What is Self Supporting ordained ministry?
Around one in four ordained ministers licensed in the Church of England are Self Supporting Ministers (SSMs).
SSMs are unpaid, but undertake very similar roles to paid clergy, including the full range of leading services, weddings, baptisms, and funerals, and contributing to the wider work of the church. The changing needs of the Church mean that SSMs now undertake a wide range of roles, including positions of leadership.
SSMs come from all walks of life. Some are retired from work, but around half of SSMs have paid work outside the church, either full-time or part-time. Many have other commitments such as family life and community involvement.
Often SSMs are in paid employment outside the Church of England. For some, work is the most important focus of their ministry as an ordained person. Some are recognised as Ministers in Secular Employment (MSE), but most SSMs celebrate the fact that they have the opportunity to minister in contexts well outside church buildings. In work, they are not chaplains, but workers performing the same tasks as their colleagues. SSMs therefore often reach people who conventional ordained ministers never have the chance to meet. Although not recognised officially in their place of work, they are often seen as a go to person in times of need or for advice and support and in particular around faith and times of anguish in their personal life.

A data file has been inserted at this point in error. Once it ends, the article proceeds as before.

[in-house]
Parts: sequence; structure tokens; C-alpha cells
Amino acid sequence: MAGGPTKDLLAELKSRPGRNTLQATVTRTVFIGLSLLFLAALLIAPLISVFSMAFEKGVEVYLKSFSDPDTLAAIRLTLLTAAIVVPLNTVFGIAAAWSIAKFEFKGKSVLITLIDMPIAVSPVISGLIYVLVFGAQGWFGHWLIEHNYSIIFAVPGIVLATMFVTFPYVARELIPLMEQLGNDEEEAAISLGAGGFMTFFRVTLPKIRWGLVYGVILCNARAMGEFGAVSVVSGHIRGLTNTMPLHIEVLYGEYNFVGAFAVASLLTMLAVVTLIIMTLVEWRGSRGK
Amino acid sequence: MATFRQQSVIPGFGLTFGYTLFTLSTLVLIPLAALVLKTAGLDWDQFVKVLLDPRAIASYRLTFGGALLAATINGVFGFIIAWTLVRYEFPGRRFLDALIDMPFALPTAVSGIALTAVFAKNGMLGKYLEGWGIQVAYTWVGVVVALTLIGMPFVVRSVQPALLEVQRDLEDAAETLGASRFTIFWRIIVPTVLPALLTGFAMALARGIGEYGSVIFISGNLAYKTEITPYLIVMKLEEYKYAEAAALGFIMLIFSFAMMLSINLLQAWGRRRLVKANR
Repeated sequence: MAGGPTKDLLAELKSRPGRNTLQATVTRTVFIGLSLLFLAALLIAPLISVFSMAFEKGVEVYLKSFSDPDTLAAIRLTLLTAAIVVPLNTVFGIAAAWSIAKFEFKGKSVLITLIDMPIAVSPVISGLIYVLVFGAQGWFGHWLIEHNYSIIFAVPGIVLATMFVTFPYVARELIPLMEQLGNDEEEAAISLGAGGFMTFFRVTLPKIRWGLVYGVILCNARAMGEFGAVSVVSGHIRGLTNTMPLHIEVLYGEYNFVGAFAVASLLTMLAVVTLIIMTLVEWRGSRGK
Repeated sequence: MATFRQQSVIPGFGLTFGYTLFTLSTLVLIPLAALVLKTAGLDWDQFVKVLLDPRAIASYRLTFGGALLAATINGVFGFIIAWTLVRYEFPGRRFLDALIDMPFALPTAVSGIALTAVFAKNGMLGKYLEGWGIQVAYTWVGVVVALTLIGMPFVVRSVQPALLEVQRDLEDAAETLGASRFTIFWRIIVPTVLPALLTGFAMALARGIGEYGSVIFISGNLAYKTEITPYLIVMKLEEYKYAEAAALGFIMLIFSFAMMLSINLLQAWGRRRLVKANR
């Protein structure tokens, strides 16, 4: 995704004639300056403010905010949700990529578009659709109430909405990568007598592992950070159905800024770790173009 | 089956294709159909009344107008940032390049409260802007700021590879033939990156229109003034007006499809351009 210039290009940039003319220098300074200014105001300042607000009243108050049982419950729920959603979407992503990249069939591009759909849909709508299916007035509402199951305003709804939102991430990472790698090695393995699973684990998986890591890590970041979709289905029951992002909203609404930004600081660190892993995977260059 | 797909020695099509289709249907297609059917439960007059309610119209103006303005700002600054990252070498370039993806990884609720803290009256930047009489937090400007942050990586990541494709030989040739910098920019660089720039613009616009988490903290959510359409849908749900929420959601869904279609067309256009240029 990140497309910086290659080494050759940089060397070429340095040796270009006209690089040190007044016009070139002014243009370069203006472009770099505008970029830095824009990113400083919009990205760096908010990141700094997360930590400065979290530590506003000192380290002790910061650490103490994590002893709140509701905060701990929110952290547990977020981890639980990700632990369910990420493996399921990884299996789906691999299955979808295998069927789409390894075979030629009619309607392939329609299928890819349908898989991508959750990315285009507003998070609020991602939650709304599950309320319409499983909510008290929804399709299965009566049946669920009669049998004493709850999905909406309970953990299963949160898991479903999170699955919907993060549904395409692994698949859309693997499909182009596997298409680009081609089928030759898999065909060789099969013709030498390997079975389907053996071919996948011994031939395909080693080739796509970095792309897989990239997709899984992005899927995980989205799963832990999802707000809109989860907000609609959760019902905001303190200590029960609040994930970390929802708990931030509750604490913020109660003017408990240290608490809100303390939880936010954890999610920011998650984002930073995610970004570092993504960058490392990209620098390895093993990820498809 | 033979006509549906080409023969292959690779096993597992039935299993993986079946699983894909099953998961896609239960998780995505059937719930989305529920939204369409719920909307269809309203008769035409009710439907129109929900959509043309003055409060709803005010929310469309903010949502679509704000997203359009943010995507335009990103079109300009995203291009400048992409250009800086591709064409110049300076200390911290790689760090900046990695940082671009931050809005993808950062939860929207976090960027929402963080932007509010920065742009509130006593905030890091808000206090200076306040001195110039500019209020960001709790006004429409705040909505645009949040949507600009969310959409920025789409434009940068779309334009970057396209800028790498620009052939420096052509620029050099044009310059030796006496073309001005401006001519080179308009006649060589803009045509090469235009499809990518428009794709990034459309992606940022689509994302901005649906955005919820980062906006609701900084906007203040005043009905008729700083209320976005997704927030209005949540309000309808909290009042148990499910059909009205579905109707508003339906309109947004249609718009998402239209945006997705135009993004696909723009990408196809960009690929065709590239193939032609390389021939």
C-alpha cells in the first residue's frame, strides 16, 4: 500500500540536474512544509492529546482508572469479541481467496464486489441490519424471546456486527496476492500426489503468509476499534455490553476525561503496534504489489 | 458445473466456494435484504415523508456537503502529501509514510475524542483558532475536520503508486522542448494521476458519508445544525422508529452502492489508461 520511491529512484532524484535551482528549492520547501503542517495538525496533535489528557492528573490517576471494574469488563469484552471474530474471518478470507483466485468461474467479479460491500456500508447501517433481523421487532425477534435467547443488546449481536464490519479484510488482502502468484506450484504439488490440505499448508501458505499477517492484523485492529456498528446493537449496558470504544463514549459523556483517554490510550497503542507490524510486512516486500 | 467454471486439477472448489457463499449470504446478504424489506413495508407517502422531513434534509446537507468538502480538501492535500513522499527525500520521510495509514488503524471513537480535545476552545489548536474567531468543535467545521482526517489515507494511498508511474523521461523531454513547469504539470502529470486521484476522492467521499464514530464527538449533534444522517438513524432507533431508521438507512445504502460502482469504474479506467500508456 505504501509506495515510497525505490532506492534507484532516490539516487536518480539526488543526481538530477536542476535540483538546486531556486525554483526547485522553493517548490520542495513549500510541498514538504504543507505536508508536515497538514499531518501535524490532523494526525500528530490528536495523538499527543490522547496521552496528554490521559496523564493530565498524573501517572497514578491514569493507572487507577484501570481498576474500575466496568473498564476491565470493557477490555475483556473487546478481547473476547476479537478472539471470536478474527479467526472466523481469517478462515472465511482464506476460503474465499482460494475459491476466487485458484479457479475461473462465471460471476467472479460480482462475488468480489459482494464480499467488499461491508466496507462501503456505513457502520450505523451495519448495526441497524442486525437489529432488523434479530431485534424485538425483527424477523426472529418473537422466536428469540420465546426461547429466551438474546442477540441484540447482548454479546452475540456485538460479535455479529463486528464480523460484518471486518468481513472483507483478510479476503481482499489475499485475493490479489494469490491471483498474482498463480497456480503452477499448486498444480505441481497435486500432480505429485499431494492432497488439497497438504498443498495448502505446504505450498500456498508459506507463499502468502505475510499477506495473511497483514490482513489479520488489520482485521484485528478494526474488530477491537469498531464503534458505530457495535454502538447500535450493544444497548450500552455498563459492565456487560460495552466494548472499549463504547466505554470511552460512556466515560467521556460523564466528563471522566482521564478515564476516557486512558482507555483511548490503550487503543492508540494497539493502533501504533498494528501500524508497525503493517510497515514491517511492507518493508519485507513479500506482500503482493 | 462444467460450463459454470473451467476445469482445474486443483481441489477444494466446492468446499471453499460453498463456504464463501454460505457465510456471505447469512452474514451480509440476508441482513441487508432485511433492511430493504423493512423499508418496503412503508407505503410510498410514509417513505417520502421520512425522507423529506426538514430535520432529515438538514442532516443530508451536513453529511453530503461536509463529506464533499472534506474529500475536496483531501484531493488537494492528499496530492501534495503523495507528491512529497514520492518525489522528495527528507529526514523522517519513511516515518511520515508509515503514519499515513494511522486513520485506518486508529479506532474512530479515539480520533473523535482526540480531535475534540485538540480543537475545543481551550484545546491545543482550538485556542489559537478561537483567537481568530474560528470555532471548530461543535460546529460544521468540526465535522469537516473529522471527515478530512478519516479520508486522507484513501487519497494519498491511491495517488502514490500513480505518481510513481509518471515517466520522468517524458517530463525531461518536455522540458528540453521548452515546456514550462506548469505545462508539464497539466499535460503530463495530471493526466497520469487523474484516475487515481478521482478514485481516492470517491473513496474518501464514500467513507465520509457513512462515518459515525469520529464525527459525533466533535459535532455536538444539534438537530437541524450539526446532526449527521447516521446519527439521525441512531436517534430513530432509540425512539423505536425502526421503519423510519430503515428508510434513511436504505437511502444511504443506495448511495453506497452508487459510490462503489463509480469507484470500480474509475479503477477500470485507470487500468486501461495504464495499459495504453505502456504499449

The time that SSMs can offer to parish life varies enormously, but they are not ‘part-time’ priests and deacons – everything they do is part of their ministry. SSMs usually train on a part-time basis which respects other commitments including family and work. After ordination the hours SSMs offer as Curates and then associate ministers vary. Even so, they make a vital important contribution to the life and work of the Church of England.
What support do SSMs receive?
The Diocese of Durham offers many different kinds of support for SSMs including regular learning events and has a Diocesan Adviser for Self Supporting Ministry. The Church of England has a strong interest in encouraging more people to think about this form of ordained ministry, particularly younger candidates.
Interested in thinking further about self supporting ordained ministry?
If you feel called to ordained ministry, there are several people you can talk to – local clergy, your incumbent and SSMs in this Diocese.
Alastair Prince: Diocesan Director of Ordinands, Vocations Strategy Development
Dorothy Snowball: Diocesan Adviser for Self Supporting Ministry
Information and resources are also available on the National Network of SSM Officers and Advisers.